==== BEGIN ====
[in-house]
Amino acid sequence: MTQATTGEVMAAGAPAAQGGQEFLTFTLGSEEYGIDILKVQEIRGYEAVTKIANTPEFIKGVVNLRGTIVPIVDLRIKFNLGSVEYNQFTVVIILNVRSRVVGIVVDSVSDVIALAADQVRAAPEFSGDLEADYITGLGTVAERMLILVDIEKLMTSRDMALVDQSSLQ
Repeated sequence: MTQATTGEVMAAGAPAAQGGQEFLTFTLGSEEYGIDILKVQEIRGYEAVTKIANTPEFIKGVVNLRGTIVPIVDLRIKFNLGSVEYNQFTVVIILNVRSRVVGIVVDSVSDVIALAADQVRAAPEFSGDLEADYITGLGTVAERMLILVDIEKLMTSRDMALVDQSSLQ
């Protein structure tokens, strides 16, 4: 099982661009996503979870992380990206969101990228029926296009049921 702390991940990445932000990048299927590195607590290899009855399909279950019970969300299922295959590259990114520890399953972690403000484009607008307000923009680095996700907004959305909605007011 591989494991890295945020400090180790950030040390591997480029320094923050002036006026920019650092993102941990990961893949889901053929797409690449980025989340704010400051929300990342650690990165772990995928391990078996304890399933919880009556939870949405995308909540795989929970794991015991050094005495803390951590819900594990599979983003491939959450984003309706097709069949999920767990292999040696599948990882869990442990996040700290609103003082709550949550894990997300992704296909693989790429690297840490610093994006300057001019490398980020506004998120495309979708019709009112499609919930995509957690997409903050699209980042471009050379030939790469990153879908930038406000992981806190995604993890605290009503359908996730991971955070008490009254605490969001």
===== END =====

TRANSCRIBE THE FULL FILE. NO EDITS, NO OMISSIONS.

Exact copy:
[in-house]
Amino acid sequence: MTQATTGEVMAAGAPAAQGGQEFLTFTLGSEEYGIDILKVQEIRGYEAVTKIANTPEFIKGVVNLRGTIVPIVDLRIKFNLGSVEYNQFTVVIILNVRSRVVGIVVDSVSDVIALAADQVRAAPEFSGDLEADYITGLGTVAERMLILVDIEKLMTSRDMALVDQSSLQ
Repeated sequence: MTQATTGEVMAAGAPAAQGGQEFLTFTLGSEEYGIDILKVQEIRGYEAVTKIANTPEFIKGVVNLRGTIVPIVDLRIKFNLGSVEYNQFTVVIILNVRSRVVGIVVDSVSDVIALAADQVRAAPEFSGDLEADYITGLGTVAERMLILVDIEKLMTSRDMALVDQSSLQ
């Protein structure tokens, strides 16, 4: 099982661009996503979870992380990206969101990228029926296009049921 702390991940990445932000990048299927590195607590290899009855399909279950019970969300299922295959590259990114520890399953972690403000484009607008307000923009680095996700907004959305909605007011 591989494991890295945020400090180790950030040390591997480029320094923050002036006026920019650092993102941990990961893949889901053929797409690449980025989340704010400051929300990342650690990165772990995928391990078996304890399933919880009556939870949405995308909540795989929970794991015991050094005495803390951590819900594990599979983003491939959450984003309706097709069949999920767990292999040696599948990882869990442990996040700290609103003082709550949550894990997300992704296909693989790429690297840490610093994006300057001019490398980020506004998120495309979708019709009112499609919930995509957690997409903050699209980042471009050379030939790469990153879908930038406000992981806190995604993890605290009503359908996730991971955070008490009254605490969001």